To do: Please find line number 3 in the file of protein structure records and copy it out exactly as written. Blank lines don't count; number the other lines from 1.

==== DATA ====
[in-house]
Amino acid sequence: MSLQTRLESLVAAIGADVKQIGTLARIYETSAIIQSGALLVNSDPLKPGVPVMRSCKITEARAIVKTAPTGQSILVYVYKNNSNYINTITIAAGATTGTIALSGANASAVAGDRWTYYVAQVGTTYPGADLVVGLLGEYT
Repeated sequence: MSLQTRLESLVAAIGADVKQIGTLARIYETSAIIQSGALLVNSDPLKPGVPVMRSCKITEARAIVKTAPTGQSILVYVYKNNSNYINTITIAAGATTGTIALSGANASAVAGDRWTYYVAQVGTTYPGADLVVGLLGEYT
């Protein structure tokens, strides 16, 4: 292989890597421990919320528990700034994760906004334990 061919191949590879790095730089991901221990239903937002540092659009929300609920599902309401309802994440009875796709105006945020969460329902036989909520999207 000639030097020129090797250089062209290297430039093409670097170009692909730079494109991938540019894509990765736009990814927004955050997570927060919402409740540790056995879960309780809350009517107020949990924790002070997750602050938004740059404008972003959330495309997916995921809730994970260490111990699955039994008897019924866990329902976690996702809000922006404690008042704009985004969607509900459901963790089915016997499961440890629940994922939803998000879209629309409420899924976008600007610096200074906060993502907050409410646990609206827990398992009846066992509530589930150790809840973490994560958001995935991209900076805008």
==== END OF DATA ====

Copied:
Repeated sequence: MSLQTRLESLVAAIGADVKQIGTLARIYETSAIIQSGALLVNSDPLKPGVPVMRSCKITEARAIVKTAPTGQSILVYVYKNNSNYINTITIAAGATTGTIALSGANASAVAGDRWTYYVAQVGTTYPGADLVVGLLGEYT